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The derelict site, the orchard or field site

The trouble with this sort of site is that there will be so much rubbish and unwanted vegetation that you cannot see the wood for the trees. The best way of dealing with it is to consider what is already there and decide the best method of treating it.

Trees: Some of these might be quite useful in forming the framework of the new design, but it is important to find out what they are. Even if they are quite small at the time you take over the plot, they could be saplings of very large forest trees which will eventually become a nuisance. Their leaves will give you, and your neighbours, an endless autumn job, clearing them from lawns, paths and gutters. Leaves left to rot on a lawn will ruin it. Leaves on paths make them dangerously slippery. Leaves in gutters will eventually block downpipes and soakaways, making the walls of the property damp.

Leaves are not the only problem. Roots of big trees spread a considerable distance and can damage foundations, cause settlement and block drains. As a very rough rule of thumb, the roots of a tree spread at least as far in all directions as it is tall. For example, a tree 40 ft tall (just over 12 m) can have a root system of more than 40 ft radius (affecting over 5,000 sq ft or 450 sq m of ground), so it should be at least 40 ft away from any permanent structure. There are many exceptions to this rule, but it is a good guide until you become more familiar with the various species.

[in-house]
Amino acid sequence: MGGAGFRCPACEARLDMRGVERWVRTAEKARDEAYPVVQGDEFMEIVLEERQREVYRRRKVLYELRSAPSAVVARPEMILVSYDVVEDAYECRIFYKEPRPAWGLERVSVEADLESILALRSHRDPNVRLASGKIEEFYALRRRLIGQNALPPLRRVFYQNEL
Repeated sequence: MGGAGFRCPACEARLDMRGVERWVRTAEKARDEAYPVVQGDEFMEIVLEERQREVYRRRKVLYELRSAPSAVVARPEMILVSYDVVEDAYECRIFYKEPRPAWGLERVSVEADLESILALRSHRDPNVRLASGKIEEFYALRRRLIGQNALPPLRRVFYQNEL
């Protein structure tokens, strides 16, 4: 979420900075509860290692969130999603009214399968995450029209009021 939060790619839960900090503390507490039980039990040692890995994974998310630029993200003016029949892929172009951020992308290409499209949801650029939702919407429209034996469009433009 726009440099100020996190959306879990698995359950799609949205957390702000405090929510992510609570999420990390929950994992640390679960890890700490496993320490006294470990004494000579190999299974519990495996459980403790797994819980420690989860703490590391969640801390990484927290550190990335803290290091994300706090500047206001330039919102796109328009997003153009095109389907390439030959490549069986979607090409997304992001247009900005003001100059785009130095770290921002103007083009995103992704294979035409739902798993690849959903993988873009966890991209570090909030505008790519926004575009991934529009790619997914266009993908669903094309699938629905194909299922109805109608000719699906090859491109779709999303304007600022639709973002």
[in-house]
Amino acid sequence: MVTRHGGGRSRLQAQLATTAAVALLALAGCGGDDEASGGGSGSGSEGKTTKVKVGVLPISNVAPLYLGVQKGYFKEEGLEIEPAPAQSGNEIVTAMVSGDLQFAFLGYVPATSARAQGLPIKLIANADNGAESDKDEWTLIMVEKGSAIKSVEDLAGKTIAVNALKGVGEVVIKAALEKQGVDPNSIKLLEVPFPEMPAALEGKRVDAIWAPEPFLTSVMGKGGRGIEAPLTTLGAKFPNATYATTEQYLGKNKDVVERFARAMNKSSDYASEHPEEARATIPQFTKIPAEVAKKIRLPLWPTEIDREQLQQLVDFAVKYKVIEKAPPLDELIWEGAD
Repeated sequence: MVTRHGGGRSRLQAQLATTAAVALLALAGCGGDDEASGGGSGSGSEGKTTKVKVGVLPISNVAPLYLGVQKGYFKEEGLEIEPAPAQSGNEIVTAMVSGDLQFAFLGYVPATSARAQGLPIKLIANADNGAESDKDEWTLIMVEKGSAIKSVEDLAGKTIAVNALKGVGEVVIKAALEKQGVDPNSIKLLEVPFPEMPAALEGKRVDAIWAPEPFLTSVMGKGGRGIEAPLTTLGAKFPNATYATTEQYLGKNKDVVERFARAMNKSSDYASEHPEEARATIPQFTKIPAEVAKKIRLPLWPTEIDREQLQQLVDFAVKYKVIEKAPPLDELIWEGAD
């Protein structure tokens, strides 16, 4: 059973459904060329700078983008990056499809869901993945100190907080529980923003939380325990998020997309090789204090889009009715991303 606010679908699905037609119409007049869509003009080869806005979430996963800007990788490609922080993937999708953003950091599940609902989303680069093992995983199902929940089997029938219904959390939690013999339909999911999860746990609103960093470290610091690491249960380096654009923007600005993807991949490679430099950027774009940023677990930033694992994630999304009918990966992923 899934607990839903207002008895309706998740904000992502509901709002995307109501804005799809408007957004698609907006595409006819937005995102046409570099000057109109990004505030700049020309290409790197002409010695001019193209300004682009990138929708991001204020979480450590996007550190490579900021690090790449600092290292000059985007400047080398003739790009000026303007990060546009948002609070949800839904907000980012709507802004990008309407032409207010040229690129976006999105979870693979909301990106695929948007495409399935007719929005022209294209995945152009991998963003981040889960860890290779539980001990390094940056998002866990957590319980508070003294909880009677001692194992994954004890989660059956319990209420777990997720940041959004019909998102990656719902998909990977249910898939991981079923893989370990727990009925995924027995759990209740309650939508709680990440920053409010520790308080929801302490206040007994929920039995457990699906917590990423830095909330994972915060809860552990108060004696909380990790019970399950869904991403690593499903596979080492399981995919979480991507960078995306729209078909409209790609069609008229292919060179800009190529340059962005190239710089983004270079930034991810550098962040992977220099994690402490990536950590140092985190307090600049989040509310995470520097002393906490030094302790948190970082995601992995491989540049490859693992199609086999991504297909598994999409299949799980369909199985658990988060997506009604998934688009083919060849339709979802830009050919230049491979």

A third problem with unsuitable trees is the shade they cast, and the dry area under the spread of their branches. This can become annoying if house light is affected. Also it cuts down quite considerably the types of plant you can grow as those which appreciate dry, shady, impoverished conditions are limited. Remember that this can affect your neighbours just as much as it can affect you if the tree is near their boundary.

Observe also how healthy the trees are, and whether they are well shaped. There is no point planning a garden round an ailing, straggly specimen. However, if it has only small dead and dying pieces, these can be removed — otherwise it is better to lose it altogether.

One word of caution — many mature trees are subject to tree preservation orders, especially in conservation areas or where many properties are ‘listed buildings’. If you intend to do anything drastic, check with your local council first. If a listed tree creates certain problems, they will always meet you to discuss them, but if you remove a listed tree without permission, you cannot put it back again!

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